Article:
Majority of Americans Still 'Believe' in Global Warming
Three out of four Americans believe our planet has been warming as the result of human activity, down from the 84 percent who said so in 2007, according to survey results released today.
"Several national surveys released during the last eight months have been interpreted as showing that fewer and fewer Americans believe that climate change is real, human-caused and threatening to people," said Woods Institute Fellow Jon Krosnick, of Stanford University. "But our new survey shows just the opposite."
With funding from the National Science Foundation, Krosnick conducted the survey from June 1-7, including telephone interviews with 1,000 randomly selected adults.
When asked if the Earth's temperature probably had been heating up over the last 100 years, 74 percent of the respondents said yes. And 75 percent said that human behavior was substantially responsible for any warming that has occurred.
Behind the shifts
As for the decline between 2007 and now, Krosnick said it is "attributable to perceptions of recent weather changes by the minority of Americans who have been skeptical about climate scientists."
In terms of average Earth temperature, 2008 was the coldest year since 2000, Krosnick said, adding that these year-to-year fluctuations in temperature aren’t meaningful in the overall picture of Earth’s climate trends.
Even so, "people who do not trust climate scientists base their conclusions on their personal observations of nature," Krosnic said. "These 'low-trust' individuals were especially aware of the recent decline in average world temperatures; they were the ones in our survey whose doubts about global warming have increased since 2007."
The decline in those who support the idea that global warming is occurring is just temporary, Krosnic said, adding that if the temperatures on Earth increase again, so will this group's leaning with the large majority who agree our planet is on a warming trend.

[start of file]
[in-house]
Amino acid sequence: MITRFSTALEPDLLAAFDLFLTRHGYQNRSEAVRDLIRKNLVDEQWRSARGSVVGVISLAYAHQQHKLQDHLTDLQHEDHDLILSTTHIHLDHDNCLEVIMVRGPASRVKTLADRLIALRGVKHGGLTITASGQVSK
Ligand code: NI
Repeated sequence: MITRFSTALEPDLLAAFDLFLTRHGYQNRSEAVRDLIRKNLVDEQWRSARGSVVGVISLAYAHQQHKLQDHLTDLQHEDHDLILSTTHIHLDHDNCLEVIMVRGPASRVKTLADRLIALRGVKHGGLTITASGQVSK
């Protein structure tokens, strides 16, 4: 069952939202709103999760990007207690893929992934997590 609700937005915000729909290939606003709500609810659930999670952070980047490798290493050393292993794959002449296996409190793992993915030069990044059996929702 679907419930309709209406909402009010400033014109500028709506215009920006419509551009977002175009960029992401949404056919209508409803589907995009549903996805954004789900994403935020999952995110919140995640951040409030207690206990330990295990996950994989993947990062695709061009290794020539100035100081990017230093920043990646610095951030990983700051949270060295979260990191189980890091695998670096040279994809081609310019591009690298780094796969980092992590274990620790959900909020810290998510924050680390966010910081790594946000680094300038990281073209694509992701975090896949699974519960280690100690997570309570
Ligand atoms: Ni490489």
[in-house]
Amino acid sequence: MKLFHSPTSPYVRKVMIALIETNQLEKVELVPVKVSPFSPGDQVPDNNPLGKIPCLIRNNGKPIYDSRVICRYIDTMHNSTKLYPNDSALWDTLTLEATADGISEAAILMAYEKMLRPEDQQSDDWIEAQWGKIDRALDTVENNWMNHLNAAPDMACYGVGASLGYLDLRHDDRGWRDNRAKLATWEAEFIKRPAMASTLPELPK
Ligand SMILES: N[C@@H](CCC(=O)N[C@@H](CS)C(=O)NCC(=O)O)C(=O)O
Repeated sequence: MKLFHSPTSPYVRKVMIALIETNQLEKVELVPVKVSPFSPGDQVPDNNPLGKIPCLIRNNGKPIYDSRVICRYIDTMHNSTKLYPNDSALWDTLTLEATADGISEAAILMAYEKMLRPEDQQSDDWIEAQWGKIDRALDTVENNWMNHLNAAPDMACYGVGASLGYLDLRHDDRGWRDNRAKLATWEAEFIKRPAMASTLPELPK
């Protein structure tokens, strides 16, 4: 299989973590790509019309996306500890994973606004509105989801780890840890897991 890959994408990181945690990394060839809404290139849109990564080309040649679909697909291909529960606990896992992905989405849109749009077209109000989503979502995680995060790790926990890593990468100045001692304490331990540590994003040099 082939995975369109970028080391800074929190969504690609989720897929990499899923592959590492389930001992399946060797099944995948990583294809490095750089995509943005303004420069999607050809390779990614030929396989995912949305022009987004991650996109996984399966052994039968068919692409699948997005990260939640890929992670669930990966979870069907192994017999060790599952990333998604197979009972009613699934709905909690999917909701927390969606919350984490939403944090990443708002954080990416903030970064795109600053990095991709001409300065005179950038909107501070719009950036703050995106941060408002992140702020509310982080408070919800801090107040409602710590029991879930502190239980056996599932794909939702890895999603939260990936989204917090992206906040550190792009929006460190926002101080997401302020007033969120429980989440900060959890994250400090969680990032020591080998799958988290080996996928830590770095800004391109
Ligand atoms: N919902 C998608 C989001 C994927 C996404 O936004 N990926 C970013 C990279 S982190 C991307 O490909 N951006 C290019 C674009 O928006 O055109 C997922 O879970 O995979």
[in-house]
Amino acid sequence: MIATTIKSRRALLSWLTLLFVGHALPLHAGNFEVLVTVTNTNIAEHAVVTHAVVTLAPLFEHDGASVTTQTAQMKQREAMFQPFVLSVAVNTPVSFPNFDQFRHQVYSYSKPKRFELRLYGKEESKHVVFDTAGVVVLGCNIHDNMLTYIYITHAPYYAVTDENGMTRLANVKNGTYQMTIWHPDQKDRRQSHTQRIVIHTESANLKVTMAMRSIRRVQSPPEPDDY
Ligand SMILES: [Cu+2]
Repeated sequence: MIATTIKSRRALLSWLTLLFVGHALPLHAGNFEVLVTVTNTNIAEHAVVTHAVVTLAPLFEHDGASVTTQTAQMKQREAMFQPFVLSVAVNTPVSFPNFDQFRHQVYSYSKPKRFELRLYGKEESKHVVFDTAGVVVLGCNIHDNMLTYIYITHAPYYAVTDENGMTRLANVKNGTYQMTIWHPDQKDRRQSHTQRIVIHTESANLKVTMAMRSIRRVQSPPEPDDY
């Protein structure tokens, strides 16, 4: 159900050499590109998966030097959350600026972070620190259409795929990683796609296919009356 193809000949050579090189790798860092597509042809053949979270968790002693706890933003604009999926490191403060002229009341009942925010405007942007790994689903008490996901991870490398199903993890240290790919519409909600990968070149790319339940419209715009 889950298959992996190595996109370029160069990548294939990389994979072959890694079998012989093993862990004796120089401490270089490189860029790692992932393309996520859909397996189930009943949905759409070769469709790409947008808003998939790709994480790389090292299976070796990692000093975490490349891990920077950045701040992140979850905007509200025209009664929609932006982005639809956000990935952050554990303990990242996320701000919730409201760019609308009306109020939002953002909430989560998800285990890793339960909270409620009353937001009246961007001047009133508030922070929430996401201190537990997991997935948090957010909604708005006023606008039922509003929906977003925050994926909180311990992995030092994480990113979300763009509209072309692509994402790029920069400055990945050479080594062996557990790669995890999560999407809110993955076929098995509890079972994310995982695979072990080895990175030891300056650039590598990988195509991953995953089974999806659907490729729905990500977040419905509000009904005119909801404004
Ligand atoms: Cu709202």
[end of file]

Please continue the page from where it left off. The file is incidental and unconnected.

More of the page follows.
The so-called climategate controversy, in which e-mail messages were hacked from the computer system at the University of East Anglia in England and characterized climate scientists as colluding to silence unconvinced colleagues, made headlines in December 2009 and had many suggesting it would negatively impact the public’s view of the validity of climate-change science.
That didn't bear out in this survey, with only 9 percent of respondents saying they knew about the East Anglia e-mail messages and believing they indicate that climate scientists should not be trusted. Only 13 percent said the same about the controversial Intergovernmental Panel on Climate Change (IPCC) reports. There was some controversy over a few errors in the reports that scientists have said are minor in the grand scope of climate science and do not change the fundamental findings of the report.
"Overall, we found no decline in Americans' trust in environmental scientists," Krosnick said. "Fully 71 percent of respondents said they trust scientists a moderate amount, a lot or completely."
Results also suggest Americans support government action to combat global warming, including:
- 86 percent of respondents said they wanted the federal government to limit the amount of air pollution businesses emit;
- 78 percent opposed taxes on electricity to reduce consumption, and 72 percent opposed taxes on gasoline;
- 84 percent favored the federal government offering tax breaks to encourage utilities to use more alternative energy sources, such as making electricity from water, wind and solar power;
- 4 out of 5 respondents favored the government requiring or offering tax breaks to encourage the production of cars that use less gas (81 percent), appliances that use less electricity (80 percent) and homes and office buildings that require less energy to heat and cool (80 percent);
- And only 14 percent said that the United States should not take action to combat global warming unless other major industrial countries, such as China and India, do so as well.
However, a recent survey by esearchers at Yale and George Mason universities found that while most Americans like the idea of conservation, few practice it in their everyday lives.
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